Bush Paints His Goals As 'Crises' (washingtonpost.com): …Bush is returning to the same tactic to accomplish three longtime conservative goals.
Warning of the need for urgent action on his Social Security plan, Bush says the "crisis is now" for a system even the most pessimistic observers say will take in more in taxes than it pays out in benefits well into the next decade.
He calls the proliferation of medical liability lawsuits a "crisis in America" that can be fixed only by limiting a patient's right to sue for large damages. And Bush has repeatedly accused Senate Democrats of creating a "vacancy crisis" on the federal bench by refusing to confirm a small percentage of his judicial nominees.
But there is widespread disagreement about how pervasive the problem is and who is to blame.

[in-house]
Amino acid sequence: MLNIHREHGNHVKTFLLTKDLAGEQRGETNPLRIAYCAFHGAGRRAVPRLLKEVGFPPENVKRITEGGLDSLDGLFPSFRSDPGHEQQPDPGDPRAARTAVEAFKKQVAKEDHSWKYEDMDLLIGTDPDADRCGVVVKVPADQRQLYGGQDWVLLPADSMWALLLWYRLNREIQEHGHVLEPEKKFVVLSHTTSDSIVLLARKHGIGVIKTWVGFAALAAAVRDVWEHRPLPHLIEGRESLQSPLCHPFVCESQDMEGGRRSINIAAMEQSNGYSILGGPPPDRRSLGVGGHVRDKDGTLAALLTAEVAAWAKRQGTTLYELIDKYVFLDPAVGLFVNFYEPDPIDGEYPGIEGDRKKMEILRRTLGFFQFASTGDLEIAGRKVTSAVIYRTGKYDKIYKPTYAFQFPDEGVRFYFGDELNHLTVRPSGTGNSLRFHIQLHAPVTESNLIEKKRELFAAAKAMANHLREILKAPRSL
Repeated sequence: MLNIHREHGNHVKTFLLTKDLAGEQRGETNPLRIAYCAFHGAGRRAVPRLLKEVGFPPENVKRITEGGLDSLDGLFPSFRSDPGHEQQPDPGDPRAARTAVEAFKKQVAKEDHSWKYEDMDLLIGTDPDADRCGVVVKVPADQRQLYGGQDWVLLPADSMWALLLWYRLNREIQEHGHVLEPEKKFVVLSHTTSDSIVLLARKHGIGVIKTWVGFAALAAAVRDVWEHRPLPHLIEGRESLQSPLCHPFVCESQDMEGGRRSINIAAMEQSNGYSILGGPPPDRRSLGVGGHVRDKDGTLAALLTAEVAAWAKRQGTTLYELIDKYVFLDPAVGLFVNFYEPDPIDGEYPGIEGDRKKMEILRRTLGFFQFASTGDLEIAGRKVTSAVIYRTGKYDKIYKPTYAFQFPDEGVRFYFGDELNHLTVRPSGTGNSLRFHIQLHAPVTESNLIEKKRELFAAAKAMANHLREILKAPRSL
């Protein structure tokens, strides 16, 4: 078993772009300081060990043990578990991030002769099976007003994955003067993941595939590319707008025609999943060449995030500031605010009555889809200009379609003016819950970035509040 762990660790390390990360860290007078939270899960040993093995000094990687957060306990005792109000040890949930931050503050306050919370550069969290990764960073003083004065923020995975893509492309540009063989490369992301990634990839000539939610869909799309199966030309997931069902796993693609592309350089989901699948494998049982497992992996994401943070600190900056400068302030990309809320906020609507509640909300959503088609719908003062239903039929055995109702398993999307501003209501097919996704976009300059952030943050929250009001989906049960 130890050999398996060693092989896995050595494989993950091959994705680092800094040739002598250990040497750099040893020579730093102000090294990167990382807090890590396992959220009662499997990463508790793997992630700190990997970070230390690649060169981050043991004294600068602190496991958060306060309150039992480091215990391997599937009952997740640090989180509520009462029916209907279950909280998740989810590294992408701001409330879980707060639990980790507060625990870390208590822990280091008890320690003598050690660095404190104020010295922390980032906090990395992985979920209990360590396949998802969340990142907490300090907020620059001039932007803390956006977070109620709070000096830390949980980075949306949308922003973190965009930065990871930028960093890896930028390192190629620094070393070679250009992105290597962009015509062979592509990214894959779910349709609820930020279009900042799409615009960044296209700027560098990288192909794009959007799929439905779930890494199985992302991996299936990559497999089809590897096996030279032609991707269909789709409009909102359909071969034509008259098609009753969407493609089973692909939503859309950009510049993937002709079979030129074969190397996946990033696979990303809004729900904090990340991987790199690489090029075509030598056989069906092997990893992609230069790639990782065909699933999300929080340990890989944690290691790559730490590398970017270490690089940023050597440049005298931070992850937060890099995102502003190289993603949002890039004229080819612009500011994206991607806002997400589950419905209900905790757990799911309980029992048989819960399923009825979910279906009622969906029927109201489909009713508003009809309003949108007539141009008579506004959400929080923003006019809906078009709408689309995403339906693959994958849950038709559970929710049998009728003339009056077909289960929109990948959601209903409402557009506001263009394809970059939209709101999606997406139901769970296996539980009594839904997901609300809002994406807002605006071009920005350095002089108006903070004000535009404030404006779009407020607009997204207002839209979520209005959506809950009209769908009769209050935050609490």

This is an interesting analysis and an important one in the current political climate. It seems that the leaders of our human history who have most often manufactured crises are usually those whom history condemns as twisting the society and creating great harm.
In addition, when there is widespread disagreement about a problem, it is unlikely that a worthwhile solution will be forthcoming. In many respects, moving ahead in the face of this disagreement is rather analogous to the sloppy journalism that I have observed and about which my colleague Chase has recently posted
. If you do not take the time to learn about an issue, how can you possibly hope to contribute to the resolution?